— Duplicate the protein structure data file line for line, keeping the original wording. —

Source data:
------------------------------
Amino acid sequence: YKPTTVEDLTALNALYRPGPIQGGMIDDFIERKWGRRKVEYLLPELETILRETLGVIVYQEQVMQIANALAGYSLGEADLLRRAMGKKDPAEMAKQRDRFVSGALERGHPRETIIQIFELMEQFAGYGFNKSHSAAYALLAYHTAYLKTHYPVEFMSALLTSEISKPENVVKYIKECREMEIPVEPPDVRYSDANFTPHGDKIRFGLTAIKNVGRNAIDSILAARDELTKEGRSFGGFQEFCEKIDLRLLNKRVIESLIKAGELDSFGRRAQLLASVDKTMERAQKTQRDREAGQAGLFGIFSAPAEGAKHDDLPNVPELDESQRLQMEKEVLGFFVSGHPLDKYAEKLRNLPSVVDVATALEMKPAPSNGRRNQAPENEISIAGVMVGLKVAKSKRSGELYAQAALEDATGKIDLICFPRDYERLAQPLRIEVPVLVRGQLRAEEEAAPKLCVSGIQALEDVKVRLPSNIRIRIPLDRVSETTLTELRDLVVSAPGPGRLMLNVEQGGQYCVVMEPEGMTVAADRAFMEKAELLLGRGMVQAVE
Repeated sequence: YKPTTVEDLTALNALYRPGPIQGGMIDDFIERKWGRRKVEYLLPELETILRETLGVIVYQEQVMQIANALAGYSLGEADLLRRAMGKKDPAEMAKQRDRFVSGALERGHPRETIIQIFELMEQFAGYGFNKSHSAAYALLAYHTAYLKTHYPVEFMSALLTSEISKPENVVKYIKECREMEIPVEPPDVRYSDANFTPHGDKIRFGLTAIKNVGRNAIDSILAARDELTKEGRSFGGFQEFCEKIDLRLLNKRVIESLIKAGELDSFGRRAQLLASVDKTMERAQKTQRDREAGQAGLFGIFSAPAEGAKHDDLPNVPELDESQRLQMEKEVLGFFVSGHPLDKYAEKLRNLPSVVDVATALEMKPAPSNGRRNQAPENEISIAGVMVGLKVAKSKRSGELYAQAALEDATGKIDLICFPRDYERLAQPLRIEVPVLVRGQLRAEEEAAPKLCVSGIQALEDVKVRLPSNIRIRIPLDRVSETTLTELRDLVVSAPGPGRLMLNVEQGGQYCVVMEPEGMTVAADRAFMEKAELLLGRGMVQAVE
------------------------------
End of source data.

Amino acid sequence: YKPTTVEDLTALNALYRPGPIQGGMIDDFIERKWGRRKVEYLLPELETILRETLGVIVYQEQVMQIANALAGYSLGEADLLRRAMGKKDPAEMAKQRDRFVSGALERGHPRETIIQIFELMEQFAGYGFNKSHSAAYALLAYHTAYLKTHYPVEFMSALLTSEISKPENVVKYIKECREMEIPVEPPDVRYSDANFTPHGDKIRFGLTAIKNVGRNAIDSILAARDELTKEGRSFGGFQEFCEKIDLRLLNKRVIESLIKAGELDSFGRRAQLLASVDKTMERAQKTQRDREAGQAGLFGIFSAPAEGAKHDDLPNVPELDESQRLQMEKEVLGFFVSGHPLDKYAEKLRNLPSVVDVATALEMKPAPSNGRRNQAPENEISIAGVMVGLKVAKSKRSGELYAQAALEDATGKIDLICFPRDYERLAQPLRIEVPVLVRGQLRAEEEAAPKLCVSGIQALEDVKVRLPSNIRIRIPLDRVSETTLTELRDLVVSAPGPGRLMLNVEQGGQYCVVMEPEGMTVAADRAFMEKAELLLGRGMVQAVE
Repeated sequence: YKPTTVEDLTALNALYRPGPIQGGMIDDFIERKWGRRKVEYLLPELETILRETLGVIVYQEQVMQIANALAGYSLGEADLLRRAMGKKDPAEMAKQRDRFVSGALERGHPRETIIQIFELMEQFAGYGFNKSHSAAYALLAYHTAYLKTHYPVEFMSALLTSEISKPENVVKYIKECREMEIPVEPPDVRYSDANFTPHGDKIRFGLTAIKNVGRNAIDSILAARDELTKEGRSFGGFQEFCEKIDLRLLNKRVIESLIKAGELDSFGRRAQLLASVDKTMERAQKTQRDREAGQAGLFGIFSAPAEGAKHDDLPNVPELDESQRLQMEKEVLGFFVSGHPLDKYAEKLRNLPSVVDVATALEMKPAPSNGRRNQAPENEISIAGVMVGLKVAKSKRSGELYAQAALEDATGKIDLICFPRDYERLAQPLRIEVPVLVRGQLRAEEEAAPKLCVSGIQALEDVKVRLPSNIRIRIPLDRVSETTLTELRDLVVSAPGPGRLMLNVEQGGQYCVVMEPEGMTVAADRAFMEKAELLLGRGMVQAVE